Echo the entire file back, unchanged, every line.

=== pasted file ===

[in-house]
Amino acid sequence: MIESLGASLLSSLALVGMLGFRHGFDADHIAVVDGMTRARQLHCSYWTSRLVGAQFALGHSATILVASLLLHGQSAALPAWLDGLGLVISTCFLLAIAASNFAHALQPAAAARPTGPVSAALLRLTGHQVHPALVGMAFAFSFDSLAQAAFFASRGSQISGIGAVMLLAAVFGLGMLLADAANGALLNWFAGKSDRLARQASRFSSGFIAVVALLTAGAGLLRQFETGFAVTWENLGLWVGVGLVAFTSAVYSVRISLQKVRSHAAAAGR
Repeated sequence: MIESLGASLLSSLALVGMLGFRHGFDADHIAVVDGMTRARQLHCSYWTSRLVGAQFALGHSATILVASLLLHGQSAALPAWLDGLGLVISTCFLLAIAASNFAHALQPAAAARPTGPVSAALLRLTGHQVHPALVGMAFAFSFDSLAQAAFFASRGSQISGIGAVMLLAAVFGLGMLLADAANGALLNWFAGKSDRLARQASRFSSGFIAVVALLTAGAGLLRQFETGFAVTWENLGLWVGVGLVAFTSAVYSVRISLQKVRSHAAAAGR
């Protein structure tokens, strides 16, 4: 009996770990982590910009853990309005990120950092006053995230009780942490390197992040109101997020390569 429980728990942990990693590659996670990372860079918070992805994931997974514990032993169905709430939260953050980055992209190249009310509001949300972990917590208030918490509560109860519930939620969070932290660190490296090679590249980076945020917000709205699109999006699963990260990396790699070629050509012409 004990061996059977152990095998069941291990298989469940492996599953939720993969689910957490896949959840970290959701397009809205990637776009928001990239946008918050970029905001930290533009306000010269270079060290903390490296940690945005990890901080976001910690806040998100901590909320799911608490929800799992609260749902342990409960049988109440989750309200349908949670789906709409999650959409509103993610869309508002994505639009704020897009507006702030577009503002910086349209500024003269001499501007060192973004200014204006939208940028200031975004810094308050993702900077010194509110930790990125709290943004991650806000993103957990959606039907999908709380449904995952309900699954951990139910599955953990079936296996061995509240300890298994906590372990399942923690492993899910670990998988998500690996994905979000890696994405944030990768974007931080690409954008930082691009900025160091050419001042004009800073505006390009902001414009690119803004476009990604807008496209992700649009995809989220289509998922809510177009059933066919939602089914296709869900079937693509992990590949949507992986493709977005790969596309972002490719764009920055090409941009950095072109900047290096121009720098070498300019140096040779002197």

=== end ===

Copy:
[in-house]
Amino acid sequence: MIESLGASLLSSLALVGMLGFRHGFDADHIAVVDGMTRARQLHCSYWTSRLVGAQFALGHSATILVASLLLHGQSAALPAWLDGLGLVISTCFLLAIAASNFAHALQPAAAARPTGPVSAALLRLTGHQVHPALVGMAFAFSFDSLAQAAFFASRGSQISGIGAVMLLAAVFGLGMLLADAANGALLNWFAGKSDRLARQASRFSSGFIAVVALLTAGAGLLRQFETGFAVTWENLGLWVGVGLVAFTSAVYSVRISLQKVRSHAAAAGR
Repeated sequence: MIESLGASLLSSLALVGMLGFRHGFDADHIAVVDGMTRARQLHCSYWTSRLVGAQFALGHSATILVASLLLHGQSAALPAWLDGLGLVISTCFLLAIAASNFAHALQPAAAARPTGPVSAALLRLTGHQVHPALVGMAFAFSFDSLAQAAFFASRGSQISGIGAVMLLAAVFGLGMLLADAANGALLNWFAGKSDRLARQASRFSSGFIAVVALLTAGAGLLRQFETGFAVTWENLGLWVGVGLVAFTSAVYSVRISLQKVRSHAAAAGR
């Protein structure tokens, strides 16, 4: 009996770990982590910009853990309005990120950092006053995230009780942490390197992040109101997020390569 429980728990942990990693590659996670990372860079918070992805994931997974514990032993169905709430939260953050980055992209190249009310509001949300972990917590208030918490509560109860519930939620969070932290660190490296090679590249980076945020917000709205699109999006699963990260990396790699070629050509012409 004990061996059977152990095998069941291990298989469940492996599953939720993969689910957490896949959840970290959701397009809205990637776009928001990239946008918050970029905001930290533009306000010269270079060290903390490296940690945005990890901080976001910690806040998100901590909320799911608490929800799992609260749902342990409960049988109440989750309200349908949670789906709409999650959409509103993610869309508002994505639009704020897009507006702030577009503002910086349209500024003269001499501007060192973004200014204006939208940028200031975004810094308050993702900077010194509110930790990125709290943004991650806000993103957990959606039907999908709380449904995952309900699954951990139910599955953990079936296996061995509240300890298994906590372990399942923690492993899910670990998988998500690996994905979000890696994405944030990768974007931080690409954008930082691009900025160091050419001042004009800073505006390009902001414009690119803004476009990604807008496209992700649009995809989220289509998922809510177009059933066919939602089914296709869900079937693509992990590949949507992986493709977005790969596309972002490719764009920055090409941009950095072109900047290096121009720098070498300019140096040779002197």